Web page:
Do careful inspections of the classics you are buying: a lot of wonderful cameras have Achilles Heels that can be disappointing and/or expensive to rectify. Its a good idea to research common problems before paying market rate or premium for what seems like a "mint" piece. Example being your lovely Nikon F: the plain prism is a notorious time bomb of disappointment waiting to explode, especially the older version with rectangular eyepiece. Examine the view meticulously with the camera aimed at an even bright white wall or paper, making sure there are no "floaters" (dark spots) or vertical lines forming near the center. For $300 you should have gotten pristine prism glass with no such signs of desilvering deterioration.
The Minolta SRT, like many similar cameras of its era, is prone to corrosion and disconnection of the tiny wires between battery chamber and meter circuit. Doesn't matter if a camera is priced accordingly and you don't need the meter, but at market rate the thing should work as perfectly as it looks. I suppose it depends on your own particular collecting drive: some people just want the best-looking examples for display and play, while some require a camera to operate as well as it looks. There is room to fudge between these two attitudes, but don't overpay for examples with issues: if you change your mind later, its much harder to recoup the costs on resale of broken cameras even if they look mint (exceptions being crazy mega-collectibles rich people love to display, like Leica RF and Rolleiflex TLR).
Here a couple thoughts on what you might add later if you pursue what you've shown so far. Your Nikon F is a beauty, but the lens on it doesn't quite match its era (excellent lens tho, and its got the genuine Nikon AI modification: hard to find in this condition). I'd keep the existing lens to use, or maybe sell later, but to make your F more "vintage-correct' consider adding a 5cm f/2 Nikkor-S lens (see mine pictured below). This was the original lens supplied with the F in its first few years, forgotten today and a completely different optical formula from the highly regarded, later, more common Nikkor-H that you have now.
The older S has an additional element and makes pictures with a slightly different bokeh and focus falloff: definitely worth having. There are several versions of 5cm-S, very early ones should be left to wealthy collectors but the final run (like mine) can often be found for just $40. There was a faster companion to the 5cm-S, the 5.8cm f/1.4: very nifty lens but very hard to find now without separation damage. And of course, no Nikon F is complete without a silver-nose 105mm Nikkor-P: the lens that made Nikon a legend (also pictured below). Plenty of these available at reasonable prices, esp if they haven't been AI-modified.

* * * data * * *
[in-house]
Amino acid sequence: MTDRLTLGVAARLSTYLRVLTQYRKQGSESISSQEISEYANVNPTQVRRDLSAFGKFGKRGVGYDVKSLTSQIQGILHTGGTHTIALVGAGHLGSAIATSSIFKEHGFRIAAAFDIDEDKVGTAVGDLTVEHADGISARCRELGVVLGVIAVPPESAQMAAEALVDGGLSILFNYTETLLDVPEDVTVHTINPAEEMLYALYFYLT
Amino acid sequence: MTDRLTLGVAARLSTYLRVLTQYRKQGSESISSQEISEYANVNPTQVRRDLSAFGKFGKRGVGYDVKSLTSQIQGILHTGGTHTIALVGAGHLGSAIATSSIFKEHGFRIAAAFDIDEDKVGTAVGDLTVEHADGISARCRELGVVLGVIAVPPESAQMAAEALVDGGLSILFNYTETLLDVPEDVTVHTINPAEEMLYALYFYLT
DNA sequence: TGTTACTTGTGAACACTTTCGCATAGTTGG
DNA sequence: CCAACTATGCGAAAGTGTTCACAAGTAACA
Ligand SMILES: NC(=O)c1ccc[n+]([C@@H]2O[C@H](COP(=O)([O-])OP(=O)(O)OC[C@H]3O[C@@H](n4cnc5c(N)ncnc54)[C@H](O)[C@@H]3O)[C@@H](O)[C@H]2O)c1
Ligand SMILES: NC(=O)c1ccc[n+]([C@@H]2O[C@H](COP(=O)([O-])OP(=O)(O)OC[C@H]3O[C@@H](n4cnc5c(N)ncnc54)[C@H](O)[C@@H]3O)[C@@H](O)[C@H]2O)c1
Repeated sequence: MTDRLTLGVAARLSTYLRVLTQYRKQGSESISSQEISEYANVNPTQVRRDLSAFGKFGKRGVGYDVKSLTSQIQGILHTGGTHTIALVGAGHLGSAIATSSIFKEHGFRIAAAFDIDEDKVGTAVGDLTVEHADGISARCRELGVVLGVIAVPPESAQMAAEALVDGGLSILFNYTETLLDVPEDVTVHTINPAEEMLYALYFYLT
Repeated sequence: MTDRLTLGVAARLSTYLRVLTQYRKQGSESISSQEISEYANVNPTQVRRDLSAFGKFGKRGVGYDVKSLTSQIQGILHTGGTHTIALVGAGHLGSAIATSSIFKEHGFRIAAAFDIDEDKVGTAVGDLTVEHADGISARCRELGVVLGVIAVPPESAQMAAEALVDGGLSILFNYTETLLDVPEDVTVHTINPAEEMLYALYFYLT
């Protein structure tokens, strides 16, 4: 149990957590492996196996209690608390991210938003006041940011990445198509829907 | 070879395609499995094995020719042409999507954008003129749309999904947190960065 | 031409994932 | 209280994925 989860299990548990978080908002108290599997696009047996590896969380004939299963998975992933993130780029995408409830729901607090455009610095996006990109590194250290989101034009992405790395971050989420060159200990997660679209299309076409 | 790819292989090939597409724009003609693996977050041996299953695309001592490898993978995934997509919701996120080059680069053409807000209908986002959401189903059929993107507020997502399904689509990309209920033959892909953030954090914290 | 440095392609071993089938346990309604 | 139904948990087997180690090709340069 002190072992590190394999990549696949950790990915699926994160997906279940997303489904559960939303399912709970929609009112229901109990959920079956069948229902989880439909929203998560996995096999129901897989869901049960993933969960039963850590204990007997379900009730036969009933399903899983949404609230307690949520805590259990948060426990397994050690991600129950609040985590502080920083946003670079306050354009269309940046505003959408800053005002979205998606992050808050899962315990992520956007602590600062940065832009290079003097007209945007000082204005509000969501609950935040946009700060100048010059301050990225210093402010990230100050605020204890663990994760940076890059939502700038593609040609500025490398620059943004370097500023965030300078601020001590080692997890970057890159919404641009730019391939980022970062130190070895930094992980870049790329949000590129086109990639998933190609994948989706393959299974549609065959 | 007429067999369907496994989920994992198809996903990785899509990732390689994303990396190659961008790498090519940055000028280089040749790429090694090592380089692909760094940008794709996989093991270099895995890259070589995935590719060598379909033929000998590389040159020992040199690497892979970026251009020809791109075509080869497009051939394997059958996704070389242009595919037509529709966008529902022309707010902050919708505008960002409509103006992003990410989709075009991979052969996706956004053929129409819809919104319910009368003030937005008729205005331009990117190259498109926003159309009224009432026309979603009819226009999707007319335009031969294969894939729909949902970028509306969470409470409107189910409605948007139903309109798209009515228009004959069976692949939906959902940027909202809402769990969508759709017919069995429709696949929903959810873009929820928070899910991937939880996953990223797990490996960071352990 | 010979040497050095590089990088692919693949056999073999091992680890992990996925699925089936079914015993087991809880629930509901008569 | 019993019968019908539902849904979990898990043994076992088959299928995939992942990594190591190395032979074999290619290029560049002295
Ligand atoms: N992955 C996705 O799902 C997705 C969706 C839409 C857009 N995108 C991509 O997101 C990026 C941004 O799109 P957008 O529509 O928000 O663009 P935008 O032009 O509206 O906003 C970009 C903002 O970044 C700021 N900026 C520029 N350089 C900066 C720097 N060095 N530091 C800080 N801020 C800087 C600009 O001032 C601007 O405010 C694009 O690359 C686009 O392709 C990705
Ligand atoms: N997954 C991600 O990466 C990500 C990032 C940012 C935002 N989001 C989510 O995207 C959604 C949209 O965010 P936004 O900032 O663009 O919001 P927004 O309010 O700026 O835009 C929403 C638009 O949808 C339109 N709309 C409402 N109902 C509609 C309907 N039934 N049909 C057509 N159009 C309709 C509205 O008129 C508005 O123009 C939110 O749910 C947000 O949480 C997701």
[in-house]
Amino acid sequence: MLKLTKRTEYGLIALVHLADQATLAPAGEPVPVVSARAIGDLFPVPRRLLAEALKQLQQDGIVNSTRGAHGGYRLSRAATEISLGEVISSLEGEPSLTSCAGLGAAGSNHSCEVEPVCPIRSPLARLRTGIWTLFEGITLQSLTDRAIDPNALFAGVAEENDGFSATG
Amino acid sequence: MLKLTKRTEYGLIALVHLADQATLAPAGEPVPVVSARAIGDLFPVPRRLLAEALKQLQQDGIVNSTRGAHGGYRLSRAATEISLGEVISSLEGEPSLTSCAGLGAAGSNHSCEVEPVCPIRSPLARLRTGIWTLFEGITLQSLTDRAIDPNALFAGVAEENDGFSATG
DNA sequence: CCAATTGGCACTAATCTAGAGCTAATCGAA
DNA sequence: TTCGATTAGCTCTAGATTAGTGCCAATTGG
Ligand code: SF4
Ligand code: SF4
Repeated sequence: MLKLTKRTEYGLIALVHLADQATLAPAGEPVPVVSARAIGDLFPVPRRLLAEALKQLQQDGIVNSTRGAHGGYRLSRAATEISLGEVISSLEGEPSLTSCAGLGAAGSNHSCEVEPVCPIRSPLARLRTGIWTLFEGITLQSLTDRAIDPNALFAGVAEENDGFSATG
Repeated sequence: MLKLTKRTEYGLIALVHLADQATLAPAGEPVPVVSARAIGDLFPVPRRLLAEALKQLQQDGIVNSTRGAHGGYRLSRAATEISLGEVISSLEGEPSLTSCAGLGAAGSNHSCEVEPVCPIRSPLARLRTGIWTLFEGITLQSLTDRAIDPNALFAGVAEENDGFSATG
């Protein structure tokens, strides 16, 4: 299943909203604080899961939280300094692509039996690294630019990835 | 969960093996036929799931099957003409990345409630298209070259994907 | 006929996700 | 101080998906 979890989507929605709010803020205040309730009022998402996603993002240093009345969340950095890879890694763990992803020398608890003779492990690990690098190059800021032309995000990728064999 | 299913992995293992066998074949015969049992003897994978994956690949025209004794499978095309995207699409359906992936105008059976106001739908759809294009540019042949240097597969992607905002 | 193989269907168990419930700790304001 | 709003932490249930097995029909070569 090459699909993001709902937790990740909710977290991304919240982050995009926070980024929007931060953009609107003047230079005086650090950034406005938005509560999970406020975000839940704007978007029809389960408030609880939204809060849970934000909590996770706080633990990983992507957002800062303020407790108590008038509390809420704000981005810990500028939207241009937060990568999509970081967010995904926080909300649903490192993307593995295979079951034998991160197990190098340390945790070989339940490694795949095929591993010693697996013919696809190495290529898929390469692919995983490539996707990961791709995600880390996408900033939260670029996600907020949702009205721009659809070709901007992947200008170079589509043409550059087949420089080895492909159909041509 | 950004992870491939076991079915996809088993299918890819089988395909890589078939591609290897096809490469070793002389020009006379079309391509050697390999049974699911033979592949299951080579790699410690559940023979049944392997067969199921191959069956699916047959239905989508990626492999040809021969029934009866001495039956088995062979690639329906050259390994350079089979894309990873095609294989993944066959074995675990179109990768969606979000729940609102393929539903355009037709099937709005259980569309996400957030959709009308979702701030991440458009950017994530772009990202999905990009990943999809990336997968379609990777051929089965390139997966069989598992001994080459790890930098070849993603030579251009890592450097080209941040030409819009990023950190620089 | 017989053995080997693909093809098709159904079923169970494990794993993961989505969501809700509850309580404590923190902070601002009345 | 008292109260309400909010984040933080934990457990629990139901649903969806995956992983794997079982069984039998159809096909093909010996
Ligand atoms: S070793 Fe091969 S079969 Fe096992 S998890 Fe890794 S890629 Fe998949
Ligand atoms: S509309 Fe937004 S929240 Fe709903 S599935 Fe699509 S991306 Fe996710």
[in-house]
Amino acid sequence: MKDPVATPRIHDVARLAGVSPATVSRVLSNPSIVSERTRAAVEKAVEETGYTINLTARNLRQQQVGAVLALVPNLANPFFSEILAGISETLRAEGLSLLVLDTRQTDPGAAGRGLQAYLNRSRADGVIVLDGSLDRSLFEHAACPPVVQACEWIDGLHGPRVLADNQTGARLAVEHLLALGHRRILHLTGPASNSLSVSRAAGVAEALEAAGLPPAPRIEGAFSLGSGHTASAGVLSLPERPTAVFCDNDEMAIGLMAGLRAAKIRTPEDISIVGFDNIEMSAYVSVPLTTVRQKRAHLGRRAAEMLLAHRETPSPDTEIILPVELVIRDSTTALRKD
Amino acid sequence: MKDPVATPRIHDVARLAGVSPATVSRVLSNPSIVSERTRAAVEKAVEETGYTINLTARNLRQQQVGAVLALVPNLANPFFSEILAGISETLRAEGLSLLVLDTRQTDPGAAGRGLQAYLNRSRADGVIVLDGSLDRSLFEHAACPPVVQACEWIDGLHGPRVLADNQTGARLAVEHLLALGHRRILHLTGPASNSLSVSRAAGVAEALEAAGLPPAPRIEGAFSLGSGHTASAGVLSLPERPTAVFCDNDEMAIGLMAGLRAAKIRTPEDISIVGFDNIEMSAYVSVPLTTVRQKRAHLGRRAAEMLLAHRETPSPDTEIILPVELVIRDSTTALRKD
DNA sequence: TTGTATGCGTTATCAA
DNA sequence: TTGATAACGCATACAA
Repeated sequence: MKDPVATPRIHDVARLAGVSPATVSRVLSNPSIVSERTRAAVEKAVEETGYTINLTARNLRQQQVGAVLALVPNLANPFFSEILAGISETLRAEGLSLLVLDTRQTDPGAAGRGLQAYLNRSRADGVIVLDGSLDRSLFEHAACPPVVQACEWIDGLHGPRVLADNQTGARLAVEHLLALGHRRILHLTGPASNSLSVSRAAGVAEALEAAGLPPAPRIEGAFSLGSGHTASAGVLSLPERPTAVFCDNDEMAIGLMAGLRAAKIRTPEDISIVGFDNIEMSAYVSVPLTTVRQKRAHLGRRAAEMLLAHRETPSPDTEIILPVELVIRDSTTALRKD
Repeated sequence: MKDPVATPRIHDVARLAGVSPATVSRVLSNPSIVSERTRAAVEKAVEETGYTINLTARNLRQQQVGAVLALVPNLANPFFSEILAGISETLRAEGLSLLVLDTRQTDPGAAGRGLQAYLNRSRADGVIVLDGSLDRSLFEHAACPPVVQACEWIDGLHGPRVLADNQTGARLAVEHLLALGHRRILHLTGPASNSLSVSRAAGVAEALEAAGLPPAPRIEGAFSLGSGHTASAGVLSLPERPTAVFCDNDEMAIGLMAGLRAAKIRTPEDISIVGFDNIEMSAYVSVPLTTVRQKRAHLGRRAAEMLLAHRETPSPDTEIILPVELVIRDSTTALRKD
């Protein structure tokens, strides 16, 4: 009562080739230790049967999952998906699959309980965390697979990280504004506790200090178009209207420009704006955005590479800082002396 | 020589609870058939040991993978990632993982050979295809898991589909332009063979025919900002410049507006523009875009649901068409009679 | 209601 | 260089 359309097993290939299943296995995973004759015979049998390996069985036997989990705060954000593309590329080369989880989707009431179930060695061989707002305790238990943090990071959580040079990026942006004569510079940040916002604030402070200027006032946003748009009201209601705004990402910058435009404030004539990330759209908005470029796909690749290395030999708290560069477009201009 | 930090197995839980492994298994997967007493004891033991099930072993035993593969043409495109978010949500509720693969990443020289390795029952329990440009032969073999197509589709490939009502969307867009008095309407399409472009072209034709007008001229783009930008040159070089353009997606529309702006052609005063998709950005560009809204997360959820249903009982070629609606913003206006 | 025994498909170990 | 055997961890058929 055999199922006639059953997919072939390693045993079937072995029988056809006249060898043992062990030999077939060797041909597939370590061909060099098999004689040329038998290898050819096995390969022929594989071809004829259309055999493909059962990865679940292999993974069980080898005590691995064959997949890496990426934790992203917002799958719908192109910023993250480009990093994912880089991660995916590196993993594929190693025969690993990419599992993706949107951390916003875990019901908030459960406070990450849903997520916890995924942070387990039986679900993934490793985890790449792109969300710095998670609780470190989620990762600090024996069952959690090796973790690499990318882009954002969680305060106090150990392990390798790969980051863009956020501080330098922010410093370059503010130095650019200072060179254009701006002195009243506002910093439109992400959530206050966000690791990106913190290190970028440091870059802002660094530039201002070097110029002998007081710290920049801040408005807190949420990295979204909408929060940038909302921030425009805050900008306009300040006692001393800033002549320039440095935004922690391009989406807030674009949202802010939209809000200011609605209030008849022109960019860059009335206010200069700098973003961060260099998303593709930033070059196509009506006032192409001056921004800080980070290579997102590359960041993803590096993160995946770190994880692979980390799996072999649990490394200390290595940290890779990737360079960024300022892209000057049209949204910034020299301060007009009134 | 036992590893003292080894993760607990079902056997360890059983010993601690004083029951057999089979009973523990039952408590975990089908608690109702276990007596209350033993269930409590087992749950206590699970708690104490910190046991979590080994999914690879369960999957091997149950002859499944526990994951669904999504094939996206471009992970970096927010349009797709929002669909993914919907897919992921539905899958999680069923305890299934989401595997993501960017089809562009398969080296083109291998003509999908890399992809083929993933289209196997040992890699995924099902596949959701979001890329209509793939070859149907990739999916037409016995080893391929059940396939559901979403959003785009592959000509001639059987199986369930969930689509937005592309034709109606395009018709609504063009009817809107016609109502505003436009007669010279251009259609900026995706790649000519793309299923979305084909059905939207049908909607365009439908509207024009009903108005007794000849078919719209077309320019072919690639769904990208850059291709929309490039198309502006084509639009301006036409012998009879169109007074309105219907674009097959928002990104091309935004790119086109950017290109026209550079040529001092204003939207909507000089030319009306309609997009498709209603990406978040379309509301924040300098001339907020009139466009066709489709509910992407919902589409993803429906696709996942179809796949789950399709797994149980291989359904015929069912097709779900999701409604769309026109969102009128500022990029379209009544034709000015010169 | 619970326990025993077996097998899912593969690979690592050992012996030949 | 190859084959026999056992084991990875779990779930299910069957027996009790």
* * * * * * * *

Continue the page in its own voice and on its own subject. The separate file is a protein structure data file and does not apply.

Going another direction, since you picked up the wonderful Pentax 110, you really need to add its predecessor the Minolta 110 Zoom SLR (below, the only other 110 SLR ever made). Very easy to find at low cost. More elegant and expensive was the Rollei A110, not an SLR but the smallest premium 110. In a similar vein, there were some very cool 126 cartridge cameras with German lenses like the Kodak Instamatic Reflex, Kodak Instamatic 500 (my favorite) and Rollei A26. 35mm zone focus (non-rangefinder) cameras made by Voigtlander are fun and mostly inexpensive to acquire (shown below is my Vito II folder and Vito B with XL viewfinder). If you've got the storage or display space, buy everything you like until you run out of money!
Thank you very much Orsetto, I have learned more from your post than 4 weeks of reading in the internet.
You have such a beautiful collection!!! Can I see more pictures? Please?
The pictures of your collection make me drool like a little puppy.
You may find it equally enjoyable to ferret out why the manufacturers changed their designs.
Your newly aquired Rollei 35 can provide one example of mutations over time (production in Germany and Singapore, different lenses, light meter or not plus some versions to lure well paying collectors,
The Canons you started to take an interest in ,are equally interesting. The Leika\Contax-challenging rangefinders were supplemented with a mirror box rather like the German competitors,, followed by the Canonflex . There is even a special version of the F1 for phone companie, rasther liike the Leica -"Post". Later, canon met the autofocus challenge by producing some lensdes containing the distance measuring mechanism. A canon collection might encompass all these.